If you’re looking for another signal that we’re facing dire economic straits, just check out the news today. A GOLD EXCHANGE WENT OUT OF BUSINESS. That’s crazy, right? Between that, and learning that Goldman Sachs rules the world, it’s obvious that things are going downhill in a hurry. Totally insane.
And totally not what it sounds like.
The blogosphere (Zerohedge, most succinctly) has been having fun with it this morning, but it appears as though the biggest scam from this scammer of a group was tricking the digital news world into thinking the world was ending, as automated syndication streams let the information spread like wildfire, unchecked. The London Gold Exchange sounds legitimate, but it was, in fact, a “digital currency” trader- essentially trading in made-up currency derivatives. It’s probably not even located in London, from what we could find on it. Perhaps the most amusing part of this three-ring circus is that gold bugs have been going nuts on Twitter over it- especially those advocating a return to gold as currency.
It’s funny enough, but there’s something else to remember in the midst of all this: a rose by any other name may be as sweet, but a name that smells of roses may be masking rot below. The lesson applies whether you’re picking stocks, conducting due diligence on a CTA you’re interested in, or making any other investment decision. Look before you leap.
Oh, and P.S…. Goldman Sachs may or may not rule the world. You can decide that on your own.
The performance data displayed herein is compiled from various sources, including BarclayHedge, and reports directly from the advisors. These performance figures should not be relied on independent of the individual advisor's disclosure document, which has important information regarding the method of calculation used, whether or not the performance includes proprietary results, and other important footnotes on the advisor's track record.
Benchmark index performance is for the constituents of that index only, and does not represent the entire universe of possible investments within that asset class. And further, that there can be limitations and biases to indices such as survivorship, self reporting, and instant history.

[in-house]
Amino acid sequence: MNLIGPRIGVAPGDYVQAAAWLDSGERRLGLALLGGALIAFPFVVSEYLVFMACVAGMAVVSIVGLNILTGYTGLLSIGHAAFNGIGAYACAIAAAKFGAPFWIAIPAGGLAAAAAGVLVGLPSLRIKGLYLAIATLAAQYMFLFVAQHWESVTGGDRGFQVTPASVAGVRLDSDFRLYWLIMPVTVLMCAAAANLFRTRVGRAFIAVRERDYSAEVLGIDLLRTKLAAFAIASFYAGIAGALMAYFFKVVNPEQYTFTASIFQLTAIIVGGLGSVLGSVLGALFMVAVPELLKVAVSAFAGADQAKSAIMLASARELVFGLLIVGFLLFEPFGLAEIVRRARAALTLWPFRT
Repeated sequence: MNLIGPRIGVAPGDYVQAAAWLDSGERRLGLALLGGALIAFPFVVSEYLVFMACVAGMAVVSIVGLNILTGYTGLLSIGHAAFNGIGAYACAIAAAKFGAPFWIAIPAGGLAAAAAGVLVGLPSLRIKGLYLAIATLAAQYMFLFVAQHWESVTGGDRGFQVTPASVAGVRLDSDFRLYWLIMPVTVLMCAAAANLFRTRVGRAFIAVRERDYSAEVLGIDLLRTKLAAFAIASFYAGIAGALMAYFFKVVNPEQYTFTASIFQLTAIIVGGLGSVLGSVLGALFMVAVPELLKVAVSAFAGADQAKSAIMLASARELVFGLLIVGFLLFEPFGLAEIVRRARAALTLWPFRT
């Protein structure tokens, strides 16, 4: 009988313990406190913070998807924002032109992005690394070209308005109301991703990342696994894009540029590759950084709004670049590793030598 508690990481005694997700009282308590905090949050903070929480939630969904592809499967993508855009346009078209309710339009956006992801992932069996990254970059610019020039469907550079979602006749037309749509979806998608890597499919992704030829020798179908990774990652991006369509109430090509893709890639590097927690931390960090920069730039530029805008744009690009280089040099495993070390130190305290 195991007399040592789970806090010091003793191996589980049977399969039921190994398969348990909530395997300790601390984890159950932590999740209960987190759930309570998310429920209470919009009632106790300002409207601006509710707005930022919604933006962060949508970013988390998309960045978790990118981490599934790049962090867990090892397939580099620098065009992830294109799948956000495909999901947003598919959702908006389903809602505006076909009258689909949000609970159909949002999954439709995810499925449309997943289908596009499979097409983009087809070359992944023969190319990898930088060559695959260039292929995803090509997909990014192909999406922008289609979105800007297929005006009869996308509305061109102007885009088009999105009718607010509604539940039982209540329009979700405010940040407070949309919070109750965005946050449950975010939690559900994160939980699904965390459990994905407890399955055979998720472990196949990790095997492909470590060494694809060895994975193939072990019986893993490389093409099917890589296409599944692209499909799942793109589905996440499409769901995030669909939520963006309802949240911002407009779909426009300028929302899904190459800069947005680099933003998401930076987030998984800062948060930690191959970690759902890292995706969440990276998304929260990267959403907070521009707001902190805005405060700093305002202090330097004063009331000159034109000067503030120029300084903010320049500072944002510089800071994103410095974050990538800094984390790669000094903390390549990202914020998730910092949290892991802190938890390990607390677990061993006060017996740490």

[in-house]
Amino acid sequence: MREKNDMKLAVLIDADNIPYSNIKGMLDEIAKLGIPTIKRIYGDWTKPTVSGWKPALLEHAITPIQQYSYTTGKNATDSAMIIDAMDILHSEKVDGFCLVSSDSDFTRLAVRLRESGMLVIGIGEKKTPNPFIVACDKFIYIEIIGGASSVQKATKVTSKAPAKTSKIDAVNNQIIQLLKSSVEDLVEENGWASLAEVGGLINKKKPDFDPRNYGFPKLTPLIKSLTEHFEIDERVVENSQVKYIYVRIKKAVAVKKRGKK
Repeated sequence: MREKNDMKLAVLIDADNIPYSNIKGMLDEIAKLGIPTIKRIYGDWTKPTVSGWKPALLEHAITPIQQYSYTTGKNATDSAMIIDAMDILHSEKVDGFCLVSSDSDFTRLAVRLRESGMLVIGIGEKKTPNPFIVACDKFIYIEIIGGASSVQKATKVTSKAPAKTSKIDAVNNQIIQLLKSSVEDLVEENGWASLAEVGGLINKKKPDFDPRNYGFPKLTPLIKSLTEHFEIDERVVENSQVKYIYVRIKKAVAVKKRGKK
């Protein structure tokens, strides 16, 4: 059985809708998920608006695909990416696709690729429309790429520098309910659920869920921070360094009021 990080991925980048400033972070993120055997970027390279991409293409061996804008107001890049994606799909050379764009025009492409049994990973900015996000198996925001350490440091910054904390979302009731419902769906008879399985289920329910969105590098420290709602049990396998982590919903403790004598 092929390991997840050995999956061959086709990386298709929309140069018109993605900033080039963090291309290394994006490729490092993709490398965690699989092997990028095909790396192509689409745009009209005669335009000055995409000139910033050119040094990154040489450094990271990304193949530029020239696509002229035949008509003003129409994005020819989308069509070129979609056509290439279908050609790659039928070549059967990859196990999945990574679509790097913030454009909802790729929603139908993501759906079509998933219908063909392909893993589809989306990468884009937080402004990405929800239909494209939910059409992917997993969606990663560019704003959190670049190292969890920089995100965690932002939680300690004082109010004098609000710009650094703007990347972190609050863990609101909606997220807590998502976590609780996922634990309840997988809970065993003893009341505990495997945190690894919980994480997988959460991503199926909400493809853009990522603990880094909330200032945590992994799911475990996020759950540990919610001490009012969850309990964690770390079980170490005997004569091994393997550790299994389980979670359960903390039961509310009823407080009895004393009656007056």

Managed futures accounts can subject to substantial charges for management and advisory fees. The numbers within this website include all such fees, but it may be necessary for those accounts that are subject to these charges to make substantial trading profits in the future to avoid depletion or exhaustion of their assets.
Investors interested in investing with a managed futures program (excepting those programs which are offered exclusively to qualified eligible persons as that term is defined by CFTC regulation 4.7) will be required to receive and sign off on a disclosure document in compliance with certain CFT rules The disclosure documents contains a complete description of the principal risk factors and each fee to be charged to your account by the CTA, as well as the composite performance of accounts under the CTA's management over at least the most recent five years. Investor interested in investing in any of the programs on this website are urged to carefully read these disclosure documents, including, but not limited to the performance information, before investing in any such programs.
Those investors who are qualified eligible persons as that term is defined by CFTC regulation 4.7 and interested in investing in a program exempt from having to provide a disclosure document and considered by the regulations to be sophisticated enough to understand the risks and be able to interpret the accuracy and completeness of any performance information on their own.
RCM receives a portion of the commodity brokerage commissions you pay in connection with your futures trading and/or a portion of the interest income (if any) earned on an account's assets. The listed manager may also pay RCM a portion of the fees they receive from accounts introduced to them by RCM.